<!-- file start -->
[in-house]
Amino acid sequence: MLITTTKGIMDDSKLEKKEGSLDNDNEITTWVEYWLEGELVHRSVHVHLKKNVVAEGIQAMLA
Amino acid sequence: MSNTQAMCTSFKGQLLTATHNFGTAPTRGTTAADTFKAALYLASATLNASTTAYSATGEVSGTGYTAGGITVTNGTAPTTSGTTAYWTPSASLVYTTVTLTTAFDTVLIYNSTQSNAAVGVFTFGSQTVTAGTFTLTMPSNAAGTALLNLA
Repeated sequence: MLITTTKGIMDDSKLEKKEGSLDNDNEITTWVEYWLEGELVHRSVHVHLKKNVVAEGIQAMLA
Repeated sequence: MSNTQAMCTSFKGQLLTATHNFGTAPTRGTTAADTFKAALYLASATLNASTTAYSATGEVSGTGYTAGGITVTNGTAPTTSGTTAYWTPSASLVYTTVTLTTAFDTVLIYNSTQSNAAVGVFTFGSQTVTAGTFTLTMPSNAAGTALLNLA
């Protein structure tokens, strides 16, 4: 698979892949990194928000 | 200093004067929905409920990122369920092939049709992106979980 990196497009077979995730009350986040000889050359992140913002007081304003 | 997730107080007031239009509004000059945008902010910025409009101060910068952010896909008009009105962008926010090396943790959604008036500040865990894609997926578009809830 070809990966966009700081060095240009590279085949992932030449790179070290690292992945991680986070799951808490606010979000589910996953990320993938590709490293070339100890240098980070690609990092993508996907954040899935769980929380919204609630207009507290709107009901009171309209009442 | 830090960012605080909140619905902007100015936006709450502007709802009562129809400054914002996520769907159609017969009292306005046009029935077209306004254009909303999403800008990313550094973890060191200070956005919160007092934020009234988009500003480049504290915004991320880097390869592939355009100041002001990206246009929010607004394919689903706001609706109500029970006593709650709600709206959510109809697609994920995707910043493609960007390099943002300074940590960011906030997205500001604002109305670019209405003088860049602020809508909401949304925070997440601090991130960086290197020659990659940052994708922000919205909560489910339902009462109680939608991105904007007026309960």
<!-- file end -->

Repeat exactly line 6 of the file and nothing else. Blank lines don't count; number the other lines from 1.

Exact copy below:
């Protein structure tokens, strides 16, 4: 698979892949990194928000 | 200093004067929905409920990122369920092939049709992106979980 990196497009077979995730009350986040000889050359992140913002007081304003 | 997730107080007031239009509004000059945008902010910025409009101060910068952010896909008009009105962008926010090396943790959604008036500040865990894609997926578009809830 070809990966966009700081060095240009590279085949992932030449790179070290690292992945991680986070799951808490606010979000589910996953990320993938590709490293070339100890240098980070690609990092993508996907954040899935769980929380919204609630207009507290709107009901009171309209009442 | 830090960012605080909140619905902007100015936006709450502007709802009562129809400054914002996520769907159609017969009292306005046009029935077209306004254009909303999403800008990313550094973890060191200070956005919160007092934020009234988009500003480049504290915004991320880097390869592939355009100041002001990206246009929010607004394919689903706001609706109500029970006593709650709600709206959510109809697609994920995707910043493609960007390099943002300074940590960011906030997205500001604002109305670019209405003088860049602020809508909401949304925070997440601090991130960086290197020659990659940052994708922000919205909560489910339902009462109680939608991105904007007026309960």